Create Your Own CD Cover

by | Jun 2, 2016 | CD Design, Digital Marketing, DIY, Music Business, Package Design

If you are a musician or band manager and you have succeeded in outlining a recording project that you hope will result in your own self-published CD, you have already got a lot of major challenges both behind you and ahead of you, and you may not want to spend hours fretting over what to put into your CD booklet. Just the same, you want it to look good, and to present you as the professional that you are.

Production houses are wonderful for telling your graphic artist how to lay out your booklet in one of their formats, but they are not the people to bug for info on what kind of content and how much should go into the booklet itself. Your graphic artist will want to focus on making the content you give to her fit into the space you want it to take, making the booklet aesthetically pleasing to look at, sending your visual-musical-entertainment message to your prospective buyers, and keeping all that within budget. And speaking of budget, if you have enough money to hire a professional writer (a very good idea if you want your CD to look professional), even the writer will be expecting you to provide him with the content to write up! Hey! Who is gonna take on the job of figuring out what goes into the booklet?

The short answer is: you are.

But where to begin? That’s what this article is about. What information do you need for your liner notes? What goes on the front cover? What about the back cover? How many pages should the booklet be? While all of these items are a matter of choice, and extremely flexible, it helps to have a way to organize your thoughts. You don’t want to be hitting yourself in the head later, when the CD is all produced and a friend quietly points out to you that you forgot to include the title track in the song list. It might sound unlikely, but these kinds of omissions and errors happen all the time.

Not to fear. We have put together a list of guidelines to help you find your way through this critical aspect of your professional CD publishing project without missing anything, small or large, and then to sift it down to what matters most.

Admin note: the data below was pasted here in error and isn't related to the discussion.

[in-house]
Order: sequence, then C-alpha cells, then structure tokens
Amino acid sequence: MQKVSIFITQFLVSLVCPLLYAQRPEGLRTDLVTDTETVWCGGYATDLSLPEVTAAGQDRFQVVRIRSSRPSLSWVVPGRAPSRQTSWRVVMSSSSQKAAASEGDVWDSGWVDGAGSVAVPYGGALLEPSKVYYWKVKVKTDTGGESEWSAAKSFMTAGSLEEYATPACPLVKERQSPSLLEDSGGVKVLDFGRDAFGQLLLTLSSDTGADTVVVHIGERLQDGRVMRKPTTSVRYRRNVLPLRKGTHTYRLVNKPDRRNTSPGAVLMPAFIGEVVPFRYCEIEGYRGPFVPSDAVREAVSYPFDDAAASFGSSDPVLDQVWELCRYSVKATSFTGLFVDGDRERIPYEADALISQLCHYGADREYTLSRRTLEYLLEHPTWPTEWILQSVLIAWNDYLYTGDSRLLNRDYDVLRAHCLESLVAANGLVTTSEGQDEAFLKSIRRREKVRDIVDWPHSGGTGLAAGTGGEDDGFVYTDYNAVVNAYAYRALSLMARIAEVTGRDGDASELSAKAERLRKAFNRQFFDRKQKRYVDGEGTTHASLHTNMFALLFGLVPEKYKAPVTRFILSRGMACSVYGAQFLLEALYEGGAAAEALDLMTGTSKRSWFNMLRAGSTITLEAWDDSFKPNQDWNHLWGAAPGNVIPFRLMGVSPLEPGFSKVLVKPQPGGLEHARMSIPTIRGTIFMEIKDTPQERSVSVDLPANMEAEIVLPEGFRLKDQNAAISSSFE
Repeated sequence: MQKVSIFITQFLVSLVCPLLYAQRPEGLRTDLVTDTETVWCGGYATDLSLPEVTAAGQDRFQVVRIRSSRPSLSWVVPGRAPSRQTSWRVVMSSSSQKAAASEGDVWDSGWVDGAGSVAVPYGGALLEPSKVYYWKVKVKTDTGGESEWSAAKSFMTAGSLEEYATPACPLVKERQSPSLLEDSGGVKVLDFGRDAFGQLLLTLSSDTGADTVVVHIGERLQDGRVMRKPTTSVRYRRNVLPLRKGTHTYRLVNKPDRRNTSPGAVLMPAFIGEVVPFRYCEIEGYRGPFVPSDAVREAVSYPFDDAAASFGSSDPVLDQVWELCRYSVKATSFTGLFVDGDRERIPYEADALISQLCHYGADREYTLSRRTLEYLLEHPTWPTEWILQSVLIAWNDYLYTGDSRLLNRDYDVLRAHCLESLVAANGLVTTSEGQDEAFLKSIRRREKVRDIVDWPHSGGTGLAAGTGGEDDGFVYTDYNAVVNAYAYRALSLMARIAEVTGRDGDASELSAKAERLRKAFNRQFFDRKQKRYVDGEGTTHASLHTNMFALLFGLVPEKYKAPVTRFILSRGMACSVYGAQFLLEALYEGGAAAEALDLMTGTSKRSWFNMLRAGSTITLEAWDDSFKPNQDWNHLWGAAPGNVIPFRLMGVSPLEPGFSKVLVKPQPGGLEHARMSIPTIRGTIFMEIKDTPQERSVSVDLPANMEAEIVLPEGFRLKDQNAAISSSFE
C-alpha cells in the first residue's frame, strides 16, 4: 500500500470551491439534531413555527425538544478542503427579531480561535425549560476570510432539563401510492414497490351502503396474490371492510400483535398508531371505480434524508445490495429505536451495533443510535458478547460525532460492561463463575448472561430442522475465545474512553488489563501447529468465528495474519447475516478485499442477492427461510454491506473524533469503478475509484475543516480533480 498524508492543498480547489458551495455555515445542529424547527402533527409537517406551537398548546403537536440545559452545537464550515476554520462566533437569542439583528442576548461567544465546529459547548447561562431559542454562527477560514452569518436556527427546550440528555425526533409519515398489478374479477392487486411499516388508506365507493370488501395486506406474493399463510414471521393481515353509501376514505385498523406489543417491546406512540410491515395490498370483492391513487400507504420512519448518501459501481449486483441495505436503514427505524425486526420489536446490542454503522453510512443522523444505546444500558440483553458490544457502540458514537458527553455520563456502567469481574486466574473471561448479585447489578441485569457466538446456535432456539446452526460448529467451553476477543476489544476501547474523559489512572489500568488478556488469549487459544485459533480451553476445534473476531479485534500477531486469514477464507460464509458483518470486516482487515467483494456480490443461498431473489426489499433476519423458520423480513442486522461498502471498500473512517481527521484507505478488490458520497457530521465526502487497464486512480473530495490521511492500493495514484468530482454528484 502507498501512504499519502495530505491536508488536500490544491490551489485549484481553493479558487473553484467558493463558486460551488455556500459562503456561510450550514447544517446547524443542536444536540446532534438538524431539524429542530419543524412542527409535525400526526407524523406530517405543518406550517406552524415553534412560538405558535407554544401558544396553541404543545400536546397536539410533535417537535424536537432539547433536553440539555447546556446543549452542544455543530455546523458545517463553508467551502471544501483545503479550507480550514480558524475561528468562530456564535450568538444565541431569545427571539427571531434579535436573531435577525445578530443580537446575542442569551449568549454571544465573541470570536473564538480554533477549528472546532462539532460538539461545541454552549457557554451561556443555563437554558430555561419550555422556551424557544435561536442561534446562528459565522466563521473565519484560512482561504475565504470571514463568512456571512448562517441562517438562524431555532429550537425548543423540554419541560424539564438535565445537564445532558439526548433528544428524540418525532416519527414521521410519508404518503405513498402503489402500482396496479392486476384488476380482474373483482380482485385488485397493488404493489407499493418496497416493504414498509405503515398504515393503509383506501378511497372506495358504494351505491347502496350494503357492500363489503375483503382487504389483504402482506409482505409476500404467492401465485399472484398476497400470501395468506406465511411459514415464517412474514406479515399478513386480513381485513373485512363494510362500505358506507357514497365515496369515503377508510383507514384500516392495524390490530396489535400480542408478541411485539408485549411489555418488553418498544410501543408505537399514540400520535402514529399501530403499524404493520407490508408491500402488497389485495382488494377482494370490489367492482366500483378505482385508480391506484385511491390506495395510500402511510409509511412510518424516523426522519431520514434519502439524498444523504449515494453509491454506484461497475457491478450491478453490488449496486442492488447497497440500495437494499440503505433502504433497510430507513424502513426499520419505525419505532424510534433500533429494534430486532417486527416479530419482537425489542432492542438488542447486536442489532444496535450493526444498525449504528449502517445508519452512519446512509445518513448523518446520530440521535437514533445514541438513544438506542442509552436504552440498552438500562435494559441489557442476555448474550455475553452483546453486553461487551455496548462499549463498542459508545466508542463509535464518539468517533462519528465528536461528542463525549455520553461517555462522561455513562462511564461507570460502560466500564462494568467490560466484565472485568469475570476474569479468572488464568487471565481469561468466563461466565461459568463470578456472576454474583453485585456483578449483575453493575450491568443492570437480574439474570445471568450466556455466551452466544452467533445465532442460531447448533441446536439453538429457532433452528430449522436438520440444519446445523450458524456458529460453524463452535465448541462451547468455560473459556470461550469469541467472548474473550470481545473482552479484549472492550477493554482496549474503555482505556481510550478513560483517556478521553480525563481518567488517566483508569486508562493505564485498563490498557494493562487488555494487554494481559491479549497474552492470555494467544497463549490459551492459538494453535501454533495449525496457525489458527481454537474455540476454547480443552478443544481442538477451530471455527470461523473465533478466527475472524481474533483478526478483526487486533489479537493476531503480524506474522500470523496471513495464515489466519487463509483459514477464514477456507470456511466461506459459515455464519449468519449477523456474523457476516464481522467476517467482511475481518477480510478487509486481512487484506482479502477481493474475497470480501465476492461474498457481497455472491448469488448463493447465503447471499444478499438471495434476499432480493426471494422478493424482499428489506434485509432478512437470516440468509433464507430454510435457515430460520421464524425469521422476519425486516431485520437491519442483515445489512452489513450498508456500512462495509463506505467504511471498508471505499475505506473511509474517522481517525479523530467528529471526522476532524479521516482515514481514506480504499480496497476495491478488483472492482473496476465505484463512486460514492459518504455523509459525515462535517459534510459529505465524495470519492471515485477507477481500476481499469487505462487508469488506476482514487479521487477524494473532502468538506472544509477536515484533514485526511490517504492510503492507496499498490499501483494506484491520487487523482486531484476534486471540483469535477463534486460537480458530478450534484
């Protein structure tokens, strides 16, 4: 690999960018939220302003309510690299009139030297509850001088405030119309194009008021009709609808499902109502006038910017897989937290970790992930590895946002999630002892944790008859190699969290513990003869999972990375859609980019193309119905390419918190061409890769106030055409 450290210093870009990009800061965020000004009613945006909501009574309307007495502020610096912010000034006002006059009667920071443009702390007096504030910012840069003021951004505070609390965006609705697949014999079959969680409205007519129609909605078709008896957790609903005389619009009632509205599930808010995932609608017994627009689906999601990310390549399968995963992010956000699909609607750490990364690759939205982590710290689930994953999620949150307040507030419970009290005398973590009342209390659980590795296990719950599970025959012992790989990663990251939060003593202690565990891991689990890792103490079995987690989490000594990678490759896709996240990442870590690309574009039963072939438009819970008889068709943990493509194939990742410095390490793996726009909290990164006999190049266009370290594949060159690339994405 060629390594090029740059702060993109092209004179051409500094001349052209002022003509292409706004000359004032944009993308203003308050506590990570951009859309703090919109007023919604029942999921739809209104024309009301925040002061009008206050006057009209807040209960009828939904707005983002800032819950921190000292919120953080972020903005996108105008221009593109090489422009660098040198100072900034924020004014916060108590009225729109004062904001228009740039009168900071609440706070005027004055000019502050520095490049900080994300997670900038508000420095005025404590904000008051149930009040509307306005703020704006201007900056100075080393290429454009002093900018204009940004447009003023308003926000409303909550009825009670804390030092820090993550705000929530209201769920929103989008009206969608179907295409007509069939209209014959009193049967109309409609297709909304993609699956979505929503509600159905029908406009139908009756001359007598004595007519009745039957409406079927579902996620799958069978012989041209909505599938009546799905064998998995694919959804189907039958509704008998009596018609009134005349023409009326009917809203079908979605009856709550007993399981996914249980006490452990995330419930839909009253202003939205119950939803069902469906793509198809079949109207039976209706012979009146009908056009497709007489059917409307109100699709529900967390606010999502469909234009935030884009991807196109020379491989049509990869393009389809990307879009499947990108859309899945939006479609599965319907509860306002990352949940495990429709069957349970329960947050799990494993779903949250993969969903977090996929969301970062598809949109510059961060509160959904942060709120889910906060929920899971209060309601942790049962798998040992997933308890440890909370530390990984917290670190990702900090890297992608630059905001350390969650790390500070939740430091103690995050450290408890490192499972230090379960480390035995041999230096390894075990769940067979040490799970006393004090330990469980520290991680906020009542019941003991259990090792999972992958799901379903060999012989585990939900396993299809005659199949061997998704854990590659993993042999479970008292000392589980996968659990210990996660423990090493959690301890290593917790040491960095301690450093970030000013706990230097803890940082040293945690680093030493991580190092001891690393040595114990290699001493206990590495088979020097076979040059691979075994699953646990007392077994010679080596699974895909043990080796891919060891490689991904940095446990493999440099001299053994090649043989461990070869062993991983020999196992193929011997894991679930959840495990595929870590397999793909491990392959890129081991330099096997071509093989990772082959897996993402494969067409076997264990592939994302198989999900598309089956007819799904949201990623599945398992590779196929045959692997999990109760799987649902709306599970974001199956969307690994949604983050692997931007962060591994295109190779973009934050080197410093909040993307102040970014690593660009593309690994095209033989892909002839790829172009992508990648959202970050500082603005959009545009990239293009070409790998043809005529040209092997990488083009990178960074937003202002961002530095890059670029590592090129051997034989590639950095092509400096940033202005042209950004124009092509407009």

Gather—the First Step

Gather the information. The following guidelines are designed to help you compile the information for your CD liner notes. If you don’t have all of the information, or don’t want to include it all, that’s fine; just use these guidelines as a checklist so that you don’t miss something you would have wanted to include. Later, we will look at how much you want to keep and why. Here, we begin by gathering everything you might want. Put together a file–either a physical folder, or better still, images, and notes you take on your computer, in a directory you can copy easily to a data CD. Include:

Basic Info

CD Title & Artist

  • Ordered list of songs (your writer or artist will need to know what order your songs are in on the CD), with track times for each final cut
  • Credits—producer, engineer, sound studio, cover design, photographer(s), writer(s), etc.
  • Lyrics—of all or any number of songs; particularly of original material
  • Instrumentalists/instruments per song
  • Vocalists per song
  • Copyright info per song (names of songwriters, at least)
  • Artist’s discography
  • URL or email address of artist (preferably a website address)

Basic Data

  • Any photographs you wish to use, with a list outlining your preferences for choice, cropping, etc.
  • Any design concepts/sketches you have in mind, unless already discussed with your artist
  • Any other images you wish to include (paintings, etc.)

Song Roots, Stories, Esoteric Stuff

  • Inspiration—what inspired you to choose (or write and choose) these songs?